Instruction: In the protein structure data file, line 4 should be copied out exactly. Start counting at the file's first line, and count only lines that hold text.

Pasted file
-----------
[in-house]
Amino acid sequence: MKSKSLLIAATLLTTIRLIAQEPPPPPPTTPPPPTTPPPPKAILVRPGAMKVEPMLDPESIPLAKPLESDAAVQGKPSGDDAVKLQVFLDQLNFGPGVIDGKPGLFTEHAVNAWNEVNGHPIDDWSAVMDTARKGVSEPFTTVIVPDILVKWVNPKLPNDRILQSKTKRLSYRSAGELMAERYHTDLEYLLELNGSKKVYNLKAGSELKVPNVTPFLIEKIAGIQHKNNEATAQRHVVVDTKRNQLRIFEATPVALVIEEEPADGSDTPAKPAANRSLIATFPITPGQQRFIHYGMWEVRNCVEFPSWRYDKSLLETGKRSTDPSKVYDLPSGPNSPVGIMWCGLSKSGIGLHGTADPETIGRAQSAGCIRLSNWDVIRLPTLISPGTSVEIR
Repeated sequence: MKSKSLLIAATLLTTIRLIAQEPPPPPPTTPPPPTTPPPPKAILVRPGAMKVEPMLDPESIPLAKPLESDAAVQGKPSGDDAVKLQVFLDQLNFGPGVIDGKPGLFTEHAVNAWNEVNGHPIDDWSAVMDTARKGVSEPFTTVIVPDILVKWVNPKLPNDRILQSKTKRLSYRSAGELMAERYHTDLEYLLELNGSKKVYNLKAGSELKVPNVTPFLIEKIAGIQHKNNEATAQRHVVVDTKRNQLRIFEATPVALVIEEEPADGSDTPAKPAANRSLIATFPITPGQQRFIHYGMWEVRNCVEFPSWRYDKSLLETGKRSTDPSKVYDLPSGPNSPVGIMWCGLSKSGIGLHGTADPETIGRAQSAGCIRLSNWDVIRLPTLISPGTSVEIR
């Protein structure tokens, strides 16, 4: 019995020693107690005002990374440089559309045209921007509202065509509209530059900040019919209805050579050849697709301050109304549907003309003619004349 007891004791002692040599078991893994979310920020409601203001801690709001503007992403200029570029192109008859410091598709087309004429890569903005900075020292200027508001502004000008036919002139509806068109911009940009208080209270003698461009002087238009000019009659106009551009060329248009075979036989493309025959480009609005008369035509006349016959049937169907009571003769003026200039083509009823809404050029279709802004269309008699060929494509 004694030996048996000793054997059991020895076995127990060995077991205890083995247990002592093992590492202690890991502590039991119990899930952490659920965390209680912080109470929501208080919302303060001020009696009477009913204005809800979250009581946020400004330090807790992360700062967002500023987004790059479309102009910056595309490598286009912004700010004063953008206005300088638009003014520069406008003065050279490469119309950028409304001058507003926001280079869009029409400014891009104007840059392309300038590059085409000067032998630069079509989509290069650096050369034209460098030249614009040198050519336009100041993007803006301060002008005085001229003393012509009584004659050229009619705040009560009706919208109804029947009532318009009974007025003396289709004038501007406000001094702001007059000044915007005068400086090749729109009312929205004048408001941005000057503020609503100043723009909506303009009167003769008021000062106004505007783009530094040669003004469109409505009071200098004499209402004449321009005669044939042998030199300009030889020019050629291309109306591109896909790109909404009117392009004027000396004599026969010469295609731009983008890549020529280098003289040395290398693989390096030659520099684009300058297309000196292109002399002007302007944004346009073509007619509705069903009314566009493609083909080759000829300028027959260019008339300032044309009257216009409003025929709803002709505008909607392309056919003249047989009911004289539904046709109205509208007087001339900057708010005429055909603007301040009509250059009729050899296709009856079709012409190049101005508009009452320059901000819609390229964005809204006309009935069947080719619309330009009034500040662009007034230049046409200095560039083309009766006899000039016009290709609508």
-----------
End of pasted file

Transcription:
């Protein structure tokens, strides 16, 4: 019995020693107690005002990374440089559309045209921007509202065509509209530059900040019919209805050579050849697709301050109304549907003309003619004349 007891004791002692040599078991893994979310920020409601203001801690709001503007992403200029570029192109008859410091598709087309004429890569903005900075020292200027508001502004000008036919002139509806068109911009940009208080209270003698461009002087238009000019009659106009551009060329248009075979036989493309025959480009609005008369035509006349016959049937169907009571003769003026200039083509009823809404050029279709802004269309008699060929494509 004694030996048996000793054997059991020895076995127990060995077991205890083995247990002592093992590492202690890991502590039991119990899930952490659920965390209680912080109470929501208080919302303060001020009696009477009913204005809800979250009581946020400004330090807790992360700062967002500023987004790059479309102009910056595309490598286009912004700010004063953008206005300088638009003014520069406008003065050279490469119309950028409304001058507003926001280079869009029409400014891009104007840059392309300038590059085409000067032998630069079509989509290069650096050369034209460098030249614009040198050519336009100041993007803006301060002008005085001229003393012509009584004659050229009619705040009560009706919208109804029947009532318009009974007025003396289709004038501007406000001094702001007059000044915007005068400086090749729109009312929205004048408001941005000057503020609503100043723009909506303009009167003769008021000062106004505007783009530094040669003004469109409505009071200098004499209402004449321009005669044939042998030199300009030889020019050629291309109306591109896909790109909404009117392009004027000396004599026969010469295609731009983008890549020529280098003289040395290398693989390096030659520099684009300058297309000196292109002399002007302007944004346009073509007619509705069903009314566009493609083909080759000829300028027959260019008339300032044309009257216009409003025929709803002709505008909607392309056919003249047989009911004289539904046709109205509208007087001339900057708010005429055909603007301040009509250059009729050899296709009856079709012409190049101005508009009452320059901000819609390229964005809204006309009935069947080719619309330009009034500040662009007034230049046409200095560039083309009766006899000039016009290709609508």